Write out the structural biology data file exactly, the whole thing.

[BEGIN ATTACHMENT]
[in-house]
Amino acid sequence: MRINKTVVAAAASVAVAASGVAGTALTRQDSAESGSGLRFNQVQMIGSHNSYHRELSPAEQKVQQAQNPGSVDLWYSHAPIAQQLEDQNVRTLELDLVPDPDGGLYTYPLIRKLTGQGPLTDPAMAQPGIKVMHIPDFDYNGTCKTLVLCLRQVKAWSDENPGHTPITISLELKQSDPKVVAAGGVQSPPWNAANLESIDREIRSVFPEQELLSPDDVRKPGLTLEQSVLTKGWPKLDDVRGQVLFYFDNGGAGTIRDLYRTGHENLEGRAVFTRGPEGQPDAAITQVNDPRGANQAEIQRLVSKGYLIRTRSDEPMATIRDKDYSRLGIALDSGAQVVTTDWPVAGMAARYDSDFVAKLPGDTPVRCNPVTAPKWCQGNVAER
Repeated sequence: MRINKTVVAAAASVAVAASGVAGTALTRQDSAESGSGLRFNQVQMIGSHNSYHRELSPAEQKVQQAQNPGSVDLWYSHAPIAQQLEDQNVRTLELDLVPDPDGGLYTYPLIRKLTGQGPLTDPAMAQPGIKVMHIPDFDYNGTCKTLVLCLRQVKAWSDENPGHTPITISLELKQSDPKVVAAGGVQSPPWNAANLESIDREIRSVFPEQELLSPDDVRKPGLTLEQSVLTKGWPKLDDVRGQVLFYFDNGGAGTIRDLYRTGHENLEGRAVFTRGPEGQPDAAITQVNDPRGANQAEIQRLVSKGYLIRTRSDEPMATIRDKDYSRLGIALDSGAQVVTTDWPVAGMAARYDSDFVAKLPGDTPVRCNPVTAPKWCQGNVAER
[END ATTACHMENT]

[in-house]
Amino acid sequence: MRINKTVVAAAASVAVAASGVAGTALTRQDSAESGSGLRFNQVQMIGSHNSYHRELSPAEQKVQQAQNPGSVDLWYSHAPIAQQLEDQNVRTLELDLVPDPDGGLYTYPLIRKLTGQGPLTDPAMAQPGIKVMHIPDFDYNGTCKTLVLCLRQVKAWSDENPGHTPITISLELKQSDPKVVAAGGVQSPPWNAANLESIDREIRSVFPEQELLSPDDVRKPGLTLEQSVLTKGWPKLDDVRGQVLFYFDNGGAGTIRDLYRTGHENLEGRAVFTRGPEGQPDAAITQVNDPRGANQAEIQRLVSKGYLIRTRSDEPMATIRDKDYSRLGIALDSGAQVVTTDWPVAGMAARYDSDFVAKLPGDTPVRCNPVTAPKWCQGNVAER
Repeated sequence: MRINKTVVAAAASVAVAASGVAGTALTRQDSAESGSGLRFNQVQMIGSHNSYHRELSPAEQKVQQAQNPGSVDLWYSHAPIAQQLEDQNVRTLELDLVPDPDGGLYTYPLIRKLTGQGPLTDPAMAQPGIKVMHIPDFDYNGTCKTLVLCLRQVKAWSDENPGHTPITISLELKQSDPKVVAAGGVQSPPWNAANLESIDREIRSVFPEQELLSPDDVRKPGLTLEQSVLTKGWPKLDDVRGQVLFYFDNGGAGTIRDLYRTGHENLEGRAVFTRGPEGQPDAAITQVNDPRGANQAEIQRLVSKGYLIRTRSDEPMATIRDKDYSRLGIALDSGAQVVTTDWPVAGMAARYDSDFVAKLPGDTPVRCNPVTAPKWCQGNVAER